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Another upside, today on the ABC radio talkback, people are discussing ways to extend the life of fresh food and avoid waste. I've heard it said that the world throws away 20% of all food produced. Some people might change, and after this virus is over, hopefully some might like the more sensible lifestyle enough to adopt it long term.

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I'll wager there'll be a lot of food wasted this time around, because those same dumbos who did vast amounts of panic-buying, do not have good food-use management ability, either.

Did you see the clown on the news who bought $1200 worth of alcohol, because he heard liquor outlets were closing down? Give me strength, these people actually vote and breed, too?

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My son works at a pub, has stepped back from the management. Says the sudden closure of pubs and clubs didn't give them time to adjust. They are not set up for takeaway. Worries about what is going to happen to the $20,000 worth of food and drink stock they had for their two dining sections and the public bar. A lot of their beer is bulk delivered into large tanks and may not last the duration. Even if insurance covers it, the insurance premiums will go through the roof. Lose/lose.

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My son works at a pub, has stepped back from the management. Says the sudden closure of pubs and clubs didn't give them time to adjust. They are not set up for takeaway. Worries about what is going to happen to the $20,000 worth of food and drink stock they had for their two dining sections and the public bar. A lot of their beer is bulk delivered into large tanks and may not last the duration. Even if insurance covers it, the insurance premiums will go through the roof. Lose/lose.

Can't they decant into bottles and quietly sell it on Gumtree? Same with food stock - people who stockpile would snap that up. May be less than the worth but more than zero.

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A local pub has rapidly changed their set up, to simply retailing on a takeaway basis. They have a "bar-type" menu available from the liquor shop drive-through, you don't even have to pre-order.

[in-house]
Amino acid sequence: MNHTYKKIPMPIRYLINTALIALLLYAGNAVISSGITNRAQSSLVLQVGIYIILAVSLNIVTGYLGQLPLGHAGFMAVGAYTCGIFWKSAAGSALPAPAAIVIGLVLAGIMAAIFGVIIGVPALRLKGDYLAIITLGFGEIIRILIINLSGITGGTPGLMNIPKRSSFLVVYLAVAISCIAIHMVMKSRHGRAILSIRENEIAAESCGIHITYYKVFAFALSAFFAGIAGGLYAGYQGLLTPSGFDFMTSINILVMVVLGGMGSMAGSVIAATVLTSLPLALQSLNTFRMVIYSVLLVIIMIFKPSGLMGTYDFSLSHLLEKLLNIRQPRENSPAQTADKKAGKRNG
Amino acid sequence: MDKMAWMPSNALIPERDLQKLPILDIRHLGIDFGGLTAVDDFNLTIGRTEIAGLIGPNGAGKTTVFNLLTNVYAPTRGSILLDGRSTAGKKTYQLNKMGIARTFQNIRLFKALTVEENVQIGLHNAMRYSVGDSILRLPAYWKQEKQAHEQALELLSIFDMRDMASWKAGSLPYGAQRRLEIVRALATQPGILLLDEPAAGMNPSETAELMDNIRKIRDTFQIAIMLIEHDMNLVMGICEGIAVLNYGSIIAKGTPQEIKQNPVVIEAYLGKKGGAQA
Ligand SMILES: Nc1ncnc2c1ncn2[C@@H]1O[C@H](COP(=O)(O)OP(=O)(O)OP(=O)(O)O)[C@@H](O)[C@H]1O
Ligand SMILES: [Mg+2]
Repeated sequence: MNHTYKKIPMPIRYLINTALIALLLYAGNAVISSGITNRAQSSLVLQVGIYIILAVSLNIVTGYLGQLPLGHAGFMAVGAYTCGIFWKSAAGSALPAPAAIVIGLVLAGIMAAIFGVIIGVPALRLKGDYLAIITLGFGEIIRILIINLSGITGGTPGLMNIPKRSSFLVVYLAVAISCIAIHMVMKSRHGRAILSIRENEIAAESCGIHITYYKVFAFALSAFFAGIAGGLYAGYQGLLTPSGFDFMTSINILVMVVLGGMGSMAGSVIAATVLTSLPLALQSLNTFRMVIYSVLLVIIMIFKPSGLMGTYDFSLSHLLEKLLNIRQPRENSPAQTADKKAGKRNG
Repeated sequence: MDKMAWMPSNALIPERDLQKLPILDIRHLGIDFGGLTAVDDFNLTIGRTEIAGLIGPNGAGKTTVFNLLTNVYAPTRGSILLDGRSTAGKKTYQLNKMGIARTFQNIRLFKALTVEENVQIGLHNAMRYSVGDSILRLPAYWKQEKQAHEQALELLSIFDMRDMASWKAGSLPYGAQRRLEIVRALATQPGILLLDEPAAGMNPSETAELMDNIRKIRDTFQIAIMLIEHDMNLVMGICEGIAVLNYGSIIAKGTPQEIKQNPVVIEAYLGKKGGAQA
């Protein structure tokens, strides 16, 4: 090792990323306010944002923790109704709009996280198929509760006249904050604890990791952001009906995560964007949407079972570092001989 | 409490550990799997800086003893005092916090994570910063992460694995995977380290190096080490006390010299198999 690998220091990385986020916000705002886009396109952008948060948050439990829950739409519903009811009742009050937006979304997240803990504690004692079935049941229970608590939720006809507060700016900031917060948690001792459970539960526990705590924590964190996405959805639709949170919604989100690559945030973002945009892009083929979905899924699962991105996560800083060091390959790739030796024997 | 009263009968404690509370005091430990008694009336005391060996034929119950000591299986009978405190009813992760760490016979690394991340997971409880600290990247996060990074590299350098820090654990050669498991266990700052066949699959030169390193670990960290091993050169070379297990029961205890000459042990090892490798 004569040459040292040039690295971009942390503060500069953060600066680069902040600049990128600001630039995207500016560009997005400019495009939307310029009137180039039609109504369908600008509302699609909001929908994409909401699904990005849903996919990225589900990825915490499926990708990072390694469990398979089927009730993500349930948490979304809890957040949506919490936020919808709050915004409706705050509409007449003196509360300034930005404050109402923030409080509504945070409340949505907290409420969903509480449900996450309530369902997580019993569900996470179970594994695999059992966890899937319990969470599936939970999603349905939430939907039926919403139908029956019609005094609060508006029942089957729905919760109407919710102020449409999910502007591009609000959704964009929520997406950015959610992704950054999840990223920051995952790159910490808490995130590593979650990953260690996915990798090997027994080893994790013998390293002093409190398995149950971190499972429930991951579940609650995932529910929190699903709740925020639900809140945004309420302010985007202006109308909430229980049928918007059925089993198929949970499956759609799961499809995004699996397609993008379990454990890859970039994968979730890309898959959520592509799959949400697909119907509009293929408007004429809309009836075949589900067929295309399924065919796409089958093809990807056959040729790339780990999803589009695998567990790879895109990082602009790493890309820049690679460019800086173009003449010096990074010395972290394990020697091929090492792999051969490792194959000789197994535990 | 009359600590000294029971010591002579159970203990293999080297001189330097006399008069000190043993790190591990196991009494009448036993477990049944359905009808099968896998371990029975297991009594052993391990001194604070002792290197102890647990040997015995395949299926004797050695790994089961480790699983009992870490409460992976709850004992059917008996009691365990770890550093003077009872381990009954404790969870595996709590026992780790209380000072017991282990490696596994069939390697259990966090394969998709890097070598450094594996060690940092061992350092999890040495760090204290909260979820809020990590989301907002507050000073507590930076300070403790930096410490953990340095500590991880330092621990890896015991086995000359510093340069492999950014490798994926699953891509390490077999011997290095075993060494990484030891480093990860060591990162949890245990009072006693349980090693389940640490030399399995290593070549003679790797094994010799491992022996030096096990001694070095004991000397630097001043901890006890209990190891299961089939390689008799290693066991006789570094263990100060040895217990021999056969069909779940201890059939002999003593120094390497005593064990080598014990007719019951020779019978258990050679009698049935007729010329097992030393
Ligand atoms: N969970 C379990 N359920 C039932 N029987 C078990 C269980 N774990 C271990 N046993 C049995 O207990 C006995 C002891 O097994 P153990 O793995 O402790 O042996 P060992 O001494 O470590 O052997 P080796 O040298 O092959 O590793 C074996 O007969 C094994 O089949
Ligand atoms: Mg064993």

I heard of another pub that had changed to a retail shop style setup, they were operating like a mini-Coles. Piles of food and basic necessities for sale - walk in, grab what you want, they run you through a checkout, and you're on your way.

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I thought that maybe the shutting of the pokies may have an upside that people addicted to them would be forced to go cold turkey, but then I remembered online gambling.

 

The Federal group who owns all pokies here in Tassie wants pubs to keep paying rents for the machines despite being shut. If I were a pub owner I'd seriously consider removing all pokies and telling them where to shove them, but I'm guessing they signed some draconian agreement that forces them to keep the machines for years.

Money-hungry ar*seholes. Unfortunately they seem to own the state government so nothing will be done about this profiteering.

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W.A. pubs are still supplying takeaway food, the situation is obviously not as dire in W.A. as in NSW, where the infection rate is still spiking at a high rate. I reckon you can thank all your roaming cruise ship passengers for that.

There was a 7km long traffic jam at the W.A./S.A. border yesterday, as hundreds of people made a last-minute mad dash to get into W.A. before the border closed completely, to all but essential traffic.

What is unbelievable is that the message has failed to get through to a lot of them - many were just holidaymakers intent on continuing their caravan and camping holidays in W.A.!

They might find it was better to go home, after they find they'll struggle to get essential supplies in country towns and remote areas, as the locals are securing their supplies for local people only.

 

https://www.abc.net.au/news/2020-03-24/hundreds-travel-across-nullarbor-before-new-border-restrictions/12084628